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Microsoft Office 2007 In Linux With WINE

arotenbe Re:Err... (224 comments)

Linux + Office 2007 = all-Linux?

Yes. Remember, as GNU fanatics like to say, Linux is just the kernel. "All-Linux" here refers to Linux on every computer the person uses.

more than 5 years ago
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Copyright and Patent Laws Hurt the Economy

arotenbe Re:10 Years, not Infinity+ years (597 comments)

But if nobody can figure out another way to do the same thing, the patent does indeed stifle innovation (since other inventions often build on top of existing ones).

I think the key point is that there is no "magic number" that is the length of time during which a patent is guaranteed to not stifle innovation--other than zero. What if C. A. R. Hoare had gotten a patent on the original quicksort? Even modern general sorting algorithms like introsort are based on quicksort. Science and engineering are built, fundamentally, on iterative improvement of existing designs, and patenting just stops progress in a direction of research for the length of the patent.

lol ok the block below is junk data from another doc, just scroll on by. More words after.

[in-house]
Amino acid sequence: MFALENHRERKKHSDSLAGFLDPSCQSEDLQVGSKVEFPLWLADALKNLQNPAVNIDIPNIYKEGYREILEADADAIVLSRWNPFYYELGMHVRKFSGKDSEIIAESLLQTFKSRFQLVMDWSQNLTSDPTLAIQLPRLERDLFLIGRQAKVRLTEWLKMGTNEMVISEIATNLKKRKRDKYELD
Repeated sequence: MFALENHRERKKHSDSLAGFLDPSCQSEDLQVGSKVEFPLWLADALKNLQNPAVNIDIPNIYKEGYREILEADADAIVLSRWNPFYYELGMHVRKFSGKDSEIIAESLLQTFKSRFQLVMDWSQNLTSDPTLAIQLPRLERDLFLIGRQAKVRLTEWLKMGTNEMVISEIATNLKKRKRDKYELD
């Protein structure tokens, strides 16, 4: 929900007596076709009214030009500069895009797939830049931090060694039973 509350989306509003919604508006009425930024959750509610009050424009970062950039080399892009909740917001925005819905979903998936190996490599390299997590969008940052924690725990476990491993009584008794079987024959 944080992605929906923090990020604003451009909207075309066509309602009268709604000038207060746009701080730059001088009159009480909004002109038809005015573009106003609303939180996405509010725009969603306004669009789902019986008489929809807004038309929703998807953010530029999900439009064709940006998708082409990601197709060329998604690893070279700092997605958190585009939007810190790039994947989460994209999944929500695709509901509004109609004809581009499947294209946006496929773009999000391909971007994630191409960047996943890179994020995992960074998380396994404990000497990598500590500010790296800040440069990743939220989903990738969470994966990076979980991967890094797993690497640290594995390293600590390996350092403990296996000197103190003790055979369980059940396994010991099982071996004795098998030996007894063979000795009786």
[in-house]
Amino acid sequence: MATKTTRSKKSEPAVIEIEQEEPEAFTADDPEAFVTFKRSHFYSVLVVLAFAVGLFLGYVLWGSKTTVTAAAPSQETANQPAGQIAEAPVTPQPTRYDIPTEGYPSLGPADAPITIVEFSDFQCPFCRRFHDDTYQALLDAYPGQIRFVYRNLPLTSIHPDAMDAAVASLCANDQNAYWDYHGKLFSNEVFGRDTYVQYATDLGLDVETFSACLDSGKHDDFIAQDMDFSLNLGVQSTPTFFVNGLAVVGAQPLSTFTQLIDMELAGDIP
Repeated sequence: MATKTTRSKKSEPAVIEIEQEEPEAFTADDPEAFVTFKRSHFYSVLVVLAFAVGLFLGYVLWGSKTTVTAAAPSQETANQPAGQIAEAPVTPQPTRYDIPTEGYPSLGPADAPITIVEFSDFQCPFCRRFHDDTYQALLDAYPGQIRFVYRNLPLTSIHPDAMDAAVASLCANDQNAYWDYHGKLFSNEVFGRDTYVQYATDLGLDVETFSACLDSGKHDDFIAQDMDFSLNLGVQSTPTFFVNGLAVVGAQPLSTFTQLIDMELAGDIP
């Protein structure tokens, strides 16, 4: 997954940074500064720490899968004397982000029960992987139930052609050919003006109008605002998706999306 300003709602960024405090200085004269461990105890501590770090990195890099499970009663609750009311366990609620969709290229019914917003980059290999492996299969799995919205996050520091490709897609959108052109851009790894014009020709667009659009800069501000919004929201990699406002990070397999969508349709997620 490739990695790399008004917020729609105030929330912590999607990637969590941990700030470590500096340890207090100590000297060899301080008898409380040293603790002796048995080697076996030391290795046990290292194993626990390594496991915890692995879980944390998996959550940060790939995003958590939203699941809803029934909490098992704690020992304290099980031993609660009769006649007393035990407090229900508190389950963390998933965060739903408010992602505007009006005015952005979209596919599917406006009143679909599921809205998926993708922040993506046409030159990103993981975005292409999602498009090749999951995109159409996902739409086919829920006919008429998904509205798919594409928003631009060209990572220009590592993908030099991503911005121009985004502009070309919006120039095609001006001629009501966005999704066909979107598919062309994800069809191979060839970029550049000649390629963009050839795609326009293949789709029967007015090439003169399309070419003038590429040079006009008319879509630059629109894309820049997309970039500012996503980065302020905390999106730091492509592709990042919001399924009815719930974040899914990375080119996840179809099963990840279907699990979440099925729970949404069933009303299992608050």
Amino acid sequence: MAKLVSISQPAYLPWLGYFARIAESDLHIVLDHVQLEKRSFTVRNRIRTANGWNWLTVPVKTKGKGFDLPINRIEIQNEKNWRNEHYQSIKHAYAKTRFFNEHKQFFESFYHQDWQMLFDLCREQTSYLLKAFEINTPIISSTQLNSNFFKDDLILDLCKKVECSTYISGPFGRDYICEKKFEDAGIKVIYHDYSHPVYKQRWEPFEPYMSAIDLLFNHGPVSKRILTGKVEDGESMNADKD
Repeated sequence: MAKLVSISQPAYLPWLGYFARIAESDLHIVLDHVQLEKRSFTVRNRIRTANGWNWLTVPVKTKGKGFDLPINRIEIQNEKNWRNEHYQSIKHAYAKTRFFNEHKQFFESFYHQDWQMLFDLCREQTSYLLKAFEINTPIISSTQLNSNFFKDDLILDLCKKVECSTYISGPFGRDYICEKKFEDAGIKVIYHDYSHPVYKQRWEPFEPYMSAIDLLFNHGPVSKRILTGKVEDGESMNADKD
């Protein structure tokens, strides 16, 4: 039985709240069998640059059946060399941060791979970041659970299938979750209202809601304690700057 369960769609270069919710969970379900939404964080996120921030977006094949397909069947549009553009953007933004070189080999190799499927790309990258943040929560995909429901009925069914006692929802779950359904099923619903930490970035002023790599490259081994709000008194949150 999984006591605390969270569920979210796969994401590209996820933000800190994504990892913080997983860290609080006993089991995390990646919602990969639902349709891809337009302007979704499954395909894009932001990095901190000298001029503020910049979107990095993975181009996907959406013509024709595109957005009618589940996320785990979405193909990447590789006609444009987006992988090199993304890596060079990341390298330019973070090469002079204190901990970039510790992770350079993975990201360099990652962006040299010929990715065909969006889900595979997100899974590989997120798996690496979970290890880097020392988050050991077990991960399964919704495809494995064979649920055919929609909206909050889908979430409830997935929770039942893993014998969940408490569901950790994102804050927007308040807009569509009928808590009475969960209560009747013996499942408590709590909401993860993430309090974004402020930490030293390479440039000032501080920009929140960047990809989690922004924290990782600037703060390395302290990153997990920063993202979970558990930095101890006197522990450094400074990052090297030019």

more than 5 years ago
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Favorite on-screen calculator?

arotenbe Re:It's a little overkill... (776 comments)

I do the same thing, except I don't have Mathematica or Maple, so I use wxMaxima.

more than 5 years ago

Submissions

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Which option will you choose?

arotenbe arotenbe writes  |  more than 6 years ago

arotenbe (1203922) writes "Which option will you choose?
* This one
* The next one
* The previous one
* The one two lines up (relative to the option after the next one)
* The CowboyNeal option
* The missing option
* Ron Paul"

Journals

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Where did Java go wrong?

arotenbe arotenbe writes  |  more than 6 years ago

A couple days ago, I was trying to figure out how Java's cryptography packages work. I quickly came to the conclusion that they are an absolute horrible, horrible mess - just like everything else in the standard library. For example, while converting an RSA public key to a byte array is as simple as: